View Poll Results: Right term for these people

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  • Vinland/American Indians

    5 15.63%
  • Vinland/American Asians

    1 3.13%
  • Native Americans/Natives

    10 31.25%
  • Americanoid

    3 9.38%
  • Skraeling of Vinland/USA

    4 12.50%
  • Other term, please explain

    9 28.13%
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Thread: Is "American Indian" Really the Right Term or is Skræling a Better Term ?

  1. #1
    Senior Member celticviking's Avatar
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    Question Is "American Indian" Really the Right Term or is Skræling a Better Term ?

    http://en.wikipedia.org/wiki/Native_..._United_States


    According to a 1995 US Census Bureau set of home interviews, most of the respondents with an expressed preference refer to themselves as American Indians or Indians, and this term has been adopted by major newspapers and some academic groups.The terms that have been used in the past to refer to them have been controversial. They are the the inhabitants of North America prior to the arrival of Christopher Columbus. They are called "Native American" In films. They were from Eurasia and travelled to the Americas took place via Beringia, a land bridge. However we now know that they were not the only people to travel to North America.

    On June 2, 1924 U.S. Republican President Calvin Coolidge signed the Indian Citizenship Act, which made citizens of the United States of all Native Americans, who were not already citizens, born in the United States and its territories. Prior to passage of the act, nearly two-thirds of Native Americans were already U.S. citizens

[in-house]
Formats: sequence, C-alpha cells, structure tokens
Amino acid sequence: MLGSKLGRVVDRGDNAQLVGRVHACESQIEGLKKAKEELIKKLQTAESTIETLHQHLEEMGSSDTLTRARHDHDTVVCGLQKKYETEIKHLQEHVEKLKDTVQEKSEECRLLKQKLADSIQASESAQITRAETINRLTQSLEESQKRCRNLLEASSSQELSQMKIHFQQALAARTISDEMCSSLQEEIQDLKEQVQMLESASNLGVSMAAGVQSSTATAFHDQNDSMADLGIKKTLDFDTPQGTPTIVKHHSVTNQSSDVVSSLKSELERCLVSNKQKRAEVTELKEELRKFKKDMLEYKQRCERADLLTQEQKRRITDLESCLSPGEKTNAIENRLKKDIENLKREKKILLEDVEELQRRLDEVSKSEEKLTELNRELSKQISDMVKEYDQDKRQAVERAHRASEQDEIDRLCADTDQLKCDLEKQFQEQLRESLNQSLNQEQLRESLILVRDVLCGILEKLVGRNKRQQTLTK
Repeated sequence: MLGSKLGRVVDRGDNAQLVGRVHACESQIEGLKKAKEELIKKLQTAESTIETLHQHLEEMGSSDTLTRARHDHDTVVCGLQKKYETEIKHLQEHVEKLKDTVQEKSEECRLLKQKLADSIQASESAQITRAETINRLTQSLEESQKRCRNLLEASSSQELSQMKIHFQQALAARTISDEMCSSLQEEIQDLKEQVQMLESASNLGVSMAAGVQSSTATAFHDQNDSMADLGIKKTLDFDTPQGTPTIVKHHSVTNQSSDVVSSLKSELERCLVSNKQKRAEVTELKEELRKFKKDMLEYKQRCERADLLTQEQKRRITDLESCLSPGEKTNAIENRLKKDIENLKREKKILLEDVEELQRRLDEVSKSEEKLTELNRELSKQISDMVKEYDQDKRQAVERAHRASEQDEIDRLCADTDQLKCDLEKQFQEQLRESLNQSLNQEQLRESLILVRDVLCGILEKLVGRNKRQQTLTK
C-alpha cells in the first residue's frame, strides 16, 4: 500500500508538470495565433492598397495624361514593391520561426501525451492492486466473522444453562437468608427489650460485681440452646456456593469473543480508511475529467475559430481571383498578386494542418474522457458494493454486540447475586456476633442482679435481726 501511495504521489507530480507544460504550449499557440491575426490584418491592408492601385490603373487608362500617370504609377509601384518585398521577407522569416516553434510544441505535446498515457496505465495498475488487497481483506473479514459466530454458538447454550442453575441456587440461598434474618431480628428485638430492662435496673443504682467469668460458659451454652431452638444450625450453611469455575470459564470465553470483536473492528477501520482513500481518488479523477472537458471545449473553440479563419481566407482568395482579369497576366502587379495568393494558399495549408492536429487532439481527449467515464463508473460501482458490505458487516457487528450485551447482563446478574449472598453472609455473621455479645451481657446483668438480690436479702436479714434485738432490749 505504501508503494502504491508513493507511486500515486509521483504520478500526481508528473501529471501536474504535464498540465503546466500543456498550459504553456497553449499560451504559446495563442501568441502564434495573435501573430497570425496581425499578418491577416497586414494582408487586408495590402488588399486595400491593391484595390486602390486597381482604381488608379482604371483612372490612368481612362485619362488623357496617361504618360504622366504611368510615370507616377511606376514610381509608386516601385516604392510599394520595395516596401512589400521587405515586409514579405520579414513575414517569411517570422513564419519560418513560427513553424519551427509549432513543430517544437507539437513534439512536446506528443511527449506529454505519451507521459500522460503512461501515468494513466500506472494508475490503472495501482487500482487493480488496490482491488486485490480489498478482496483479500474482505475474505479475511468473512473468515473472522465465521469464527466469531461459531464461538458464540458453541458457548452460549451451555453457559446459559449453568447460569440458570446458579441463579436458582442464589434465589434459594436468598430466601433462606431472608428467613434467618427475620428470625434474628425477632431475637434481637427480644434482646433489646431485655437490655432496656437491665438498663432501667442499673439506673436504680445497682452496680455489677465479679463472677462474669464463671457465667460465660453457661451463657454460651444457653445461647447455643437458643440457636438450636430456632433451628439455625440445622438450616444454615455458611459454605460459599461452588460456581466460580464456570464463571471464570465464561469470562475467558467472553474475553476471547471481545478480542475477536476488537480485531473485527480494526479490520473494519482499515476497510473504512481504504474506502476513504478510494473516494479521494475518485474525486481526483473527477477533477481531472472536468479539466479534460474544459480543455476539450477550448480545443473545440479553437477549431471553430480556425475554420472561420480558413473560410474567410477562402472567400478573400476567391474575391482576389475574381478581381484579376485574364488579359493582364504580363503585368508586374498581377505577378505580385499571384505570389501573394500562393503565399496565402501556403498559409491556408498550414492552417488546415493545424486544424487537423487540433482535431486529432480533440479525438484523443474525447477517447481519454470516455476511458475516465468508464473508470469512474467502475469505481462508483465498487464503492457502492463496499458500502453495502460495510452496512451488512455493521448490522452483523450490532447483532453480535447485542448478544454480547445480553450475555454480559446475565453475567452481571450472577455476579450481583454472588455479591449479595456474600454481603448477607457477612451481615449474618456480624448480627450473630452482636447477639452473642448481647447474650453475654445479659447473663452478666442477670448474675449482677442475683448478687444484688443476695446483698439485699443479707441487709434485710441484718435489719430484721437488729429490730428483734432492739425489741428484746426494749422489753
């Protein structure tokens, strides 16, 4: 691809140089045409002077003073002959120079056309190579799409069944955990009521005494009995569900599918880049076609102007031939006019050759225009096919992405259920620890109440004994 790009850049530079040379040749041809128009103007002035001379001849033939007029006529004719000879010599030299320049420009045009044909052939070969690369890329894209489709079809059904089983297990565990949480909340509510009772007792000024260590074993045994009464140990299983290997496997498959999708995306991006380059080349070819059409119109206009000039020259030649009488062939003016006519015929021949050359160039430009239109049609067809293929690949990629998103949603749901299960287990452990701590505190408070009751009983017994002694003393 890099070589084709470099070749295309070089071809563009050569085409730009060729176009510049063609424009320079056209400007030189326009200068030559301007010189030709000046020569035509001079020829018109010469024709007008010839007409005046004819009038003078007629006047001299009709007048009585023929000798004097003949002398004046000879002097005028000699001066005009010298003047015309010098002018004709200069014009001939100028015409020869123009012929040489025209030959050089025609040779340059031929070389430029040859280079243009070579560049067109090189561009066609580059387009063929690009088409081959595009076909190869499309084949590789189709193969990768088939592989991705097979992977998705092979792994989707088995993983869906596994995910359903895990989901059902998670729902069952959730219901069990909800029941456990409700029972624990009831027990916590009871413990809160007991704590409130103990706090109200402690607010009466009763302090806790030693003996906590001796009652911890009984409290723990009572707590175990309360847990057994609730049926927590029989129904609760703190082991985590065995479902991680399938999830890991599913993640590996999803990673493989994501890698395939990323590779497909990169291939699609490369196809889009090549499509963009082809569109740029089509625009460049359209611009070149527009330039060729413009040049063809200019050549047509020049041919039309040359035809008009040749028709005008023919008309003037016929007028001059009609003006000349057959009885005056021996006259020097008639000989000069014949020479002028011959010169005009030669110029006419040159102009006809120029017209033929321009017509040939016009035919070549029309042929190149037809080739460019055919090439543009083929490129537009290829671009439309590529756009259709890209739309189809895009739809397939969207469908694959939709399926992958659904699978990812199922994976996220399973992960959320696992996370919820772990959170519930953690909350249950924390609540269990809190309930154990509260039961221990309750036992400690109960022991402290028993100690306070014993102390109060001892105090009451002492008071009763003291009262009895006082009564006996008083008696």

http://en.wikipedia.org/wiki/Native_..._United_States

    In the sagas it is also used for the peoples of the region known as Vinland (probably Newfoundland) whom the Norse encountered during their expeditions there in the early 11th century.
    The Vikings called them Skræling.

    [QUOTESkræling] (Old Norse and Icelandic: skrælingi, plural skrælingjar) is the name the Norse Greenlanders used for the indigenous peoples they encountered in North America and Greenland, [/QUOTE]

    The word skræling is the only word surviving from the Old Norse dialect spoken by the mediæval Norse Greenlanders. In modern Icelandic, skrælingi means a barbarian or foreigner. The origin of the word is not certain, but it is probably based on the Old Norse word skrá which meant "skin"; and as a verb, "to put in writing" (written accounts, such as the Icelandic Sagas, were put on dried skin in Iceland).The Eskimo, both Thule and Dorset, as well as other indigenous people whom the Norse Greenlanders met, wore clothes made of animal skins, in contrast to the woven wool clothes worn by the Norse.
    Some scholars have speculated that skrælingi came from the Scandinavian word skral or the Icelandic word skrælna. The word skral connotes "thin" or "scrawny". In the Scandinavian languages, it is often used as a synonym for feeling sick or weak. But, this speculation is probably a case of folk etymology or linguistic "false friend"; the word skral does not exist in medieval Norse texts (for example the Icelandic sagas) nor in modern Icelandic. It is a 17th-century loanword from Low German into the Scandinavian languages: Danish, Norwegian and Swedish. Skræling or skrælling means weakling in modern Norwegian and Danish.Skrælna refers to shrinking or drying (plants for example). But, the written medieval texts do not use skræling in an adverse sense.

    The Greenlandic ethnonym Kalaalleq may be based on the Norse Skræling (the combination skr is unknown in the Inuit language) or on the Norse klæði (meaning cloth).

    As documented by William H. Babcock in "Certain Pre-Columbian Notices of American Aborigines", the word skræling may have been the name of one of the North American tribes encountered by Norse during initial contact. The story was that Norseman Bjorn the Bonde saved two Skræling siblings from the sea. As was their custom, in gratitude the Skrælings decided to become the Norseman's life-long servants. During this service, the Skrælings indicated that the word skræling was how their peoples' name was pronounced in Norse. Eventually, "The brother and sister killed themselves and threw themselves down the cliffs into the sea when they were prohibited from following along with Bjorn Bonde..." on his return to Iceland